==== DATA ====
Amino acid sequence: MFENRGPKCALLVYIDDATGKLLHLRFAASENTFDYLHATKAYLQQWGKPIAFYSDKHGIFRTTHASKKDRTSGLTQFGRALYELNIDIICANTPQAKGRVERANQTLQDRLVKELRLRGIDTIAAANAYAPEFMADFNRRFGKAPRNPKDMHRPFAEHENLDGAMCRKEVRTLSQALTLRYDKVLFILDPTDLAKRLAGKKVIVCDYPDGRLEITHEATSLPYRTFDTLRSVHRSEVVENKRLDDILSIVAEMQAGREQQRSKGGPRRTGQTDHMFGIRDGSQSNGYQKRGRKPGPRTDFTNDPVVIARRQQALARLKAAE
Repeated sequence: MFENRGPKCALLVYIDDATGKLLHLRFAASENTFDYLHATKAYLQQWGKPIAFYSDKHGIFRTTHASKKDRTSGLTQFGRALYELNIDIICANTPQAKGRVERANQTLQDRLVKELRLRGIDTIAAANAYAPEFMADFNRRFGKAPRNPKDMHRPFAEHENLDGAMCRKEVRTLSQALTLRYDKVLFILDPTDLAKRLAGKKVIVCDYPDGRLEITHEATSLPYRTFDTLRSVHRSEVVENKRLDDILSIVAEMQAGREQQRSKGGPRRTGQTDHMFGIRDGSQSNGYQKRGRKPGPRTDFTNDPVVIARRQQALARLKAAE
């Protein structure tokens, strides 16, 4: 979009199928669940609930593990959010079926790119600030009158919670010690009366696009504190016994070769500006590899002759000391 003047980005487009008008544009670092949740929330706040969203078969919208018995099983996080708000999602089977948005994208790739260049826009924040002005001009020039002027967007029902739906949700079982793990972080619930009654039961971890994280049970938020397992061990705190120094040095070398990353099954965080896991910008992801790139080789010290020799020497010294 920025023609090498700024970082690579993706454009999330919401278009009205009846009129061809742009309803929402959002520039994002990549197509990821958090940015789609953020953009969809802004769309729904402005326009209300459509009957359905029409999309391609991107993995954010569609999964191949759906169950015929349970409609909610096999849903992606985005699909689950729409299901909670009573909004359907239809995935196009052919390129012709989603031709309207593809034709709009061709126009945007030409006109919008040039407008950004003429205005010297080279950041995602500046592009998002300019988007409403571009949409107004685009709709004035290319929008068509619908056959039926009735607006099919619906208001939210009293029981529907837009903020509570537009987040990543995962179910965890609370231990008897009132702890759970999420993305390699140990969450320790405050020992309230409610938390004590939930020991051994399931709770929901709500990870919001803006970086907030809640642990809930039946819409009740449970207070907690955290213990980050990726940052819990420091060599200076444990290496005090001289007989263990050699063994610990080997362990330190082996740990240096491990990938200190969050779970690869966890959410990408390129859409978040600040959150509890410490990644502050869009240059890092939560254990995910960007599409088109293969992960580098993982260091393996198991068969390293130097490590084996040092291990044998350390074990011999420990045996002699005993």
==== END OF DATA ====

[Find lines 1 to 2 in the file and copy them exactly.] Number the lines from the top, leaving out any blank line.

Amino acid sequence: MFENRGPKCALLVYIDDATGKLLHLRFAASENTFDYLHATKAYLQQWGKPIAFYSDKHGIFRTTHASKKDRTSGLTQFGRALYELNIDIICANTPQAKGRVERANQTLQDRLVKELRLRGIDTIAAANAYAPEFMADFNRRFGKAPRNPKDMHRPFAEHENLDGAMCRKEVRTLSQALTLRYDKVLFILDPTDLAKRLAGKKVIVCDYPDGRLEITHEATSLPYRTFDTLRSVHRSEVVENKRLDDILSIVAEMQAGREQQRSKGGPRRTGQTDHMFGIRDGSQSNGYQKRGRKPGPRTDFTNDPVVIARRQQALARLKAAE
Repeated sequence: MFENRGPKCALLVYIDDATGKLLHLRFAASENTFDYLHATKAYLQQWGKPIAFYSDKHGIFRTTHASKKDRTSGLTQFGRALYELNIDIICANTPQAKGRVERANQTLQDRLVKELRLRGIDTIAAANAYAPEFMADFNRRFGKAPRNPKDMHRPFAEHENLDGAMCRKEVRTLSQALTLRYDKVLFILDPTDLAKRLAGKKVIVCDYPDGRLEITHEATSLPYRTFDTLRSVHRSEVVENKRLDDILSIVAEMQAGREQQRSKGGPRRTGQTDHMFGIRDGSQSNGYQKRGRKPGPRTDFTNDPVVIARRQQALARLKAAE